Luckily, risk does pay off for writers. When we take ourselves seriously enough to try something new or stretch ourselves beyond our writing-comfort, amazing things happen. We become better writers. Braver writers. Writers who eventually land bylines and and book contracts.

Risk might just be the most important part of this writing life, and something that we should embrace on a regular basis (a thought that has my pulse pounding again). But I’m not feeling nervous this week. Instead, I’m excited. Time at the cabin with supportive friends has renewed my excitement for this writing life, and I’m ready to tackle a whole new list of risks this year. I hope the same for each and every one of you.

Windy Lynn Harris writes short stories, essays, and suspense-filled novels. As a former weekly entertainment columnist for Nights and Weekends, Windy earned her first awards for short humor pieces. Her work has been seen in dozens of magazines across the US and Canada, including Raising Arizona Kids, Cahoots, and 34th Parallel.

She has shared her writing experience as a guest speaker with many Arizona writing groups, including the Phoenix Writers’ Club, The Professional Writers of Prescott, the Scottsdale Society of Women Writers, and the Arizona Authors Association.






February 19, 2014

Made It Moment: Tilia Klebenov Jacobs

Filed under: Made It Moments — jenny @ 10:24 am

Wrong Place Wrong Time

We’ve heard a lot from writers on the traditional/indie fence lately. The debate to my mind should be less of a debate and more of a weighing of the pros and cons of each deserving path. That’s what author Tilia Jacobs did, and with some very good reasons for deciding, she chose a path. I won’t steal her thunder by revealing what it was. But the reason I’m featuring Tilia is not simply because she has a good story, or because her reasoning on this question is sound. It’s not because we agree on a lot of things, because we actually disagree about a fair amount. For example, I’ve found traditional publishing to be very different from her experience with it (and no, that didn’t just give the whole thing away). The reason I’m sharing this piece is because Tilia has a simply great Moment. One that takes that indie/trad fence…and knocks it all to bits.

Tilia Klebenov Jacobs

First off, I must thank Jenny for offering me this spot on her blog.  What a splendid, ongoing source of inspiration!

And now for that moment.

I wrote my book because I had a story stuck in my head and characters I took to bed with me every night.  I wrote it because I loved it.  Happily, I still do.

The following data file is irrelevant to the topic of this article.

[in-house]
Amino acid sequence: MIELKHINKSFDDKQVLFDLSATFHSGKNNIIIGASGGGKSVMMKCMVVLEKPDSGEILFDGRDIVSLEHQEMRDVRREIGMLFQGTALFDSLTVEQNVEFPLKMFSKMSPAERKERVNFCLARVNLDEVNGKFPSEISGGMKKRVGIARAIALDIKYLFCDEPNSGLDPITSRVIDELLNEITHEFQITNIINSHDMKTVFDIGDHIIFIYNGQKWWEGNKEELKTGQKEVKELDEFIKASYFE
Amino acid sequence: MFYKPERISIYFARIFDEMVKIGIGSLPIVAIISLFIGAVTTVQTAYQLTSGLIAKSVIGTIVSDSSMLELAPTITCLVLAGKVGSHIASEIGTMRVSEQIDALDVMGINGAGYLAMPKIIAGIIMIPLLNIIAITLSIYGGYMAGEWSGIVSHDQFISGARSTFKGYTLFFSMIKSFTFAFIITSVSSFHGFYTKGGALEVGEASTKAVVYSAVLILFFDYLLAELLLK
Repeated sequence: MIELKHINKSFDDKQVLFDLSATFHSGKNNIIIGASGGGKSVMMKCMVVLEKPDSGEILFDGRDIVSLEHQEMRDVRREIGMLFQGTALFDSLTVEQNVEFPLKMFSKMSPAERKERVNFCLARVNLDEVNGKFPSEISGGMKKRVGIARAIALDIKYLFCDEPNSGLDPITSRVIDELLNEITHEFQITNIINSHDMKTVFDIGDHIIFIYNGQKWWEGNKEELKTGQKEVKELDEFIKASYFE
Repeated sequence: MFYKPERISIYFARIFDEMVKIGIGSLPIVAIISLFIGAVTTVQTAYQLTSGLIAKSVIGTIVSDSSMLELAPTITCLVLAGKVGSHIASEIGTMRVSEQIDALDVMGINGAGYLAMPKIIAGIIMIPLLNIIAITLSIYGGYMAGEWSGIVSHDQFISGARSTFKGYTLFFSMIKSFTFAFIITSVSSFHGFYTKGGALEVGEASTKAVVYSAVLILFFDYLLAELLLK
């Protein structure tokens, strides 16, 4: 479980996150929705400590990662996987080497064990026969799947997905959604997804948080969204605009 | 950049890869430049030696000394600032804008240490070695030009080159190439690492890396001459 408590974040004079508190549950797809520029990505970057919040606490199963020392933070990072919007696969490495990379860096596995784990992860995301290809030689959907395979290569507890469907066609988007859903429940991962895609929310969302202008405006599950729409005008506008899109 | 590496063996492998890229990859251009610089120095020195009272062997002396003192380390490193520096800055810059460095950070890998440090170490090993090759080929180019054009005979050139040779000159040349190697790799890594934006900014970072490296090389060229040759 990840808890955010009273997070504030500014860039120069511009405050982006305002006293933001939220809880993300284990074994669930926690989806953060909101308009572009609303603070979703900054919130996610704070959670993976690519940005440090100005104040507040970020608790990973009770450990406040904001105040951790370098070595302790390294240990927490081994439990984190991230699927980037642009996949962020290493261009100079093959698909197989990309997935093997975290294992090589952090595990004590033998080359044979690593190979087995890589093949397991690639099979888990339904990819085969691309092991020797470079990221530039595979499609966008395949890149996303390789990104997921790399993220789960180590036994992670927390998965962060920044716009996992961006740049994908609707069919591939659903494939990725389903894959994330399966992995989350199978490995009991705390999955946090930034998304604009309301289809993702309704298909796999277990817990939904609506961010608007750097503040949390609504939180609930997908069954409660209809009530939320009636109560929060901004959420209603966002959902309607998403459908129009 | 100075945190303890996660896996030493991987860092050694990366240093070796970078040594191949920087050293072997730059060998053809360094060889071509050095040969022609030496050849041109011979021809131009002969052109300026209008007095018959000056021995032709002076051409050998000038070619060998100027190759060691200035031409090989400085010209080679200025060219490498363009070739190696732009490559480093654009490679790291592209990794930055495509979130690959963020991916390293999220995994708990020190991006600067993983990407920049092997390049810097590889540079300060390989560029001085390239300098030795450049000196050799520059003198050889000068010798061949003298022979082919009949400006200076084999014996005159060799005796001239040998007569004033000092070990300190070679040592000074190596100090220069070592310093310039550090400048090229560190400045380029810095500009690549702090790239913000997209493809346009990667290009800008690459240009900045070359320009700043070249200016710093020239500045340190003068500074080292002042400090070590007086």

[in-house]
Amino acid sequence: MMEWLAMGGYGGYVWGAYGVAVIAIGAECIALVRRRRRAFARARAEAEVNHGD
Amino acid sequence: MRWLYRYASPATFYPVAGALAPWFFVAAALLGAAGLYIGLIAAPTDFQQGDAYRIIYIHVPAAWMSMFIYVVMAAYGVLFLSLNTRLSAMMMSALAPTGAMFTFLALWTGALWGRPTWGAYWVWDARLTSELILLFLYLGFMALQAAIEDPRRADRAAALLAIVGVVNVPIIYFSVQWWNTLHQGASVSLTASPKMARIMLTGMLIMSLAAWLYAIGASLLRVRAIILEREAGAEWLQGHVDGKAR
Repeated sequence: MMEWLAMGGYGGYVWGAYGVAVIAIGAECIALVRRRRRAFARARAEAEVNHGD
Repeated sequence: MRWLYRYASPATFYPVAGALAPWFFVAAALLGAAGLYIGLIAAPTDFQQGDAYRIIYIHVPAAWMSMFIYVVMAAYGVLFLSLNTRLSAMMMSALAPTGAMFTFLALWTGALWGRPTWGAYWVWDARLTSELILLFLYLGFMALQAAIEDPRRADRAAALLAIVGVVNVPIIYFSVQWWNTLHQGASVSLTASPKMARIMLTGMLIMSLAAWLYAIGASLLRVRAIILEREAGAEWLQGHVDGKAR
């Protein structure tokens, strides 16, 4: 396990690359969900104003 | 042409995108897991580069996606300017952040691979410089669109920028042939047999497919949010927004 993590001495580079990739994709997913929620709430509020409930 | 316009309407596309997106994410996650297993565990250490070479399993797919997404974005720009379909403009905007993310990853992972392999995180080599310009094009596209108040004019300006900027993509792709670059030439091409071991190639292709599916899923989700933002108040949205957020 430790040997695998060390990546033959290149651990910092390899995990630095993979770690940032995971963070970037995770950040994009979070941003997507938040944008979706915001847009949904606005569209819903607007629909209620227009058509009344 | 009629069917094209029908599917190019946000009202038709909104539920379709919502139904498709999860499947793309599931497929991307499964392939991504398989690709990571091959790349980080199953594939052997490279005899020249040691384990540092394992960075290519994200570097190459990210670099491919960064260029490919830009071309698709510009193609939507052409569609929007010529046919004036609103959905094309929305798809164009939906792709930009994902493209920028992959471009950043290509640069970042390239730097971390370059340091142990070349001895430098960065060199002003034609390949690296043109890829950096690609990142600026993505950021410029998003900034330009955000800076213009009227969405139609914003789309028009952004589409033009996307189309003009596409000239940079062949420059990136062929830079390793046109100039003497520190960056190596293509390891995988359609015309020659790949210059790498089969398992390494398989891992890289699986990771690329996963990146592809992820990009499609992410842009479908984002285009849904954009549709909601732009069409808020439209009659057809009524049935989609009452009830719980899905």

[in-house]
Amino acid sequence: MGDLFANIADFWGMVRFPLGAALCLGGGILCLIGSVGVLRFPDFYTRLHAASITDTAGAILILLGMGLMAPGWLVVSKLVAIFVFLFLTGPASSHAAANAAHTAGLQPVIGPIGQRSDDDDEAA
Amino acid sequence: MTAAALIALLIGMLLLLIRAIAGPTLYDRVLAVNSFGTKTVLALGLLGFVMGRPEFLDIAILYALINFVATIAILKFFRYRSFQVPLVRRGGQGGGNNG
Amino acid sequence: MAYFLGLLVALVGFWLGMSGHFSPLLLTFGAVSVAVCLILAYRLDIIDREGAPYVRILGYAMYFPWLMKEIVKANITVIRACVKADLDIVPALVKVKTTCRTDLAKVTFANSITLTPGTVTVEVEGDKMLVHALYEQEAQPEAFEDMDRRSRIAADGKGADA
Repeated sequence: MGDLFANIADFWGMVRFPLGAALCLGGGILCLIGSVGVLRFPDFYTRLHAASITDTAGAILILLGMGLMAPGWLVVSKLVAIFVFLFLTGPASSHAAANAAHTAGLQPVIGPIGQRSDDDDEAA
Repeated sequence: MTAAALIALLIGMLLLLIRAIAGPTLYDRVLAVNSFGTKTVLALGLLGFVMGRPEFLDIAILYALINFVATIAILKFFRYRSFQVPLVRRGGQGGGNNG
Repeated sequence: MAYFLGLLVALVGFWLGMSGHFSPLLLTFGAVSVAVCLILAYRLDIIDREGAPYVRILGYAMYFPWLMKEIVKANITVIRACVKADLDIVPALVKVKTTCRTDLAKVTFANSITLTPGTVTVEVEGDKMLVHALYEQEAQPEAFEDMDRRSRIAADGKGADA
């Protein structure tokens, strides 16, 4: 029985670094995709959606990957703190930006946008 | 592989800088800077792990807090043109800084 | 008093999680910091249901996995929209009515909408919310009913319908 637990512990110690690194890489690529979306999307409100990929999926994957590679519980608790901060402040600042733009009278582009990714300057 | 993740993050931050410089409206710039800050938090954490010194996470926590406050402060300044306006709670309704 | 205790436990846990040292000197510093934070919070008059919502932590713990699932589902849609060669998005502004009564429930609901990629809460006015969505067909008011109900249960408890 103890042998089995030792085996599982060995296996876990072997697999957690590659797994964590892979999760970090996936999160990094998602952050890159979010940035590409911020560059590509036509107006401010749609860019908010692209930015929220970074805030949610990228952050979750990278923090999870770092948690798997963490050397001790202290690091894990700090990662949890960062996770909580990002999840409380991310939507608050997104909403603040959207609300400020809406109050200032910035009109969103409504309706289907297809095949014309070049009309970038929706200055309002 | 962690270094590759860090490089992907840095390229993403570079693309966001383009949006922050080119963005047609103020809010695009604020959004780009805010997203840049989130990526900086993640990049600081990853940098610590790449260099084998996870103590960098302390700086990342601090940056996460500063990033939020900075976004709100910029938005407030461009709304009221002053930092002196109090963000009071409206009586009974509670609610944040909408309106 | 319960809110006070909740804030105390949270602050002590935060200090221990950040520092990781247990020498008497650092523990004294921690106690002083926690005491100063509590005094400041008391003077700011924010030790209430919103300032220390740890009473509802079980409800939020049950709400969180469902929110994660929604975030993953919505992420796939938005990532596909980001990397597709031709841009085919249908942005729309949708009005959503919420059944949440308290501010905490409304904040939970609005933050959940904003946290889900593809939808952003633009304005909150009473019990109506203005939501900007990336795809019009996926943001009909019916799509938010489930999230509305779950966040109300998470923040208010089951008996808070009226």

Even more happily, I am not the only one who feels this way.  When it was still a manuscript I sent it out to a flock of Beta readers who said lovely things like, “This was the only thing I could read for three days,” and “I called my mom in the middle to tell her how great it was,” and “I couldn’t put it down—my wife was yelling at me to do the things I usually do, like sleep.”

Then it won an award, and more people told me how exciting it was, and how the characters drew them in.  I basked; I beamed.

So when the twenty-sixth agent turned it down, I got a little cranky.

“This is stupid!” I fumed.  “By the time I get published, half my characters will be dead.”

My nine-year-old, always my biggest cheerleader, agreed with me.   He knows my secondary characters are old.

My “Aha!” moment came when I gave myself permission to indie pub.  Some might call it a “Duh” moment.  I won’t argue.

It took a while.  I had, alas, drunk freely of the traditional-publish Kool-Aid.  “Don’t do it,” people said.  “It’s the last refuge of the unpublishable writer.  You’ll torpedo your career.”

But.  William Blake, James Joyce, Virginia Woolf, Rudyard Kipling, Edgar Allen Poe, Mark Twain, Gertrude Stein, and many others self-published.

This, I thought, is not a bad club to be in.

Then I met several writers who had indie pubbed.  Not one regretted it.

“Aha!” I cried.  (Or perhaps, “Duh!”)  “I can do this too.”

The real joy set in when I realized that in the absence of an agent, an editor, and a traditional publisher, I was the last word on quality.  Being a Type A who doesn’t really want to turn her work over to a team of people who can edit mistakes into it (wish I were kidding about that), I embraced each moment of the indie pub process.  Formatting the book for print.  Working with an artist on the cover, and then the trailer.  Re-formatting for Kindle.  I was shocked at how much fun this was.  Getting my much-loved story ready for its publication date felt like helping a firstborn daughter dress for her debutante ball.

My proof copy arrived one evening just before dinner.  I opened the box and—

—and it was my book.  It wasn’t pages from my printer or a bound copy I had made up at Staples.  It wasn’t an image on my computer.  It was My Book, and it was in my hands and it was solid and real.  It was my work and love for the past several years.

I screamed.  My kids screamed.  Literary euphoria took over the house.

That night after dinner my nine-year-old said, “Mommy, I want to make dessert.”  Giggling, he retired to the kitchen where he very carefully spelled out the word “Author” on a plate with chocolate-covered raisins.

And that was the sweetest Moment of all.

Tilia Klebenov Jacobs has won numerous awards for her fiction and nonfiction writing. She is a judge in the Soul-Making Keats Literary Competition, and teaches writing in two prisons in Massachusetts. Tilia lives near Boston with her husband, two children, and two standard poodles. Tilia is the author of Wrong Place, Wrong Time, available at Amazon and select indie bookstores.






Older Posts »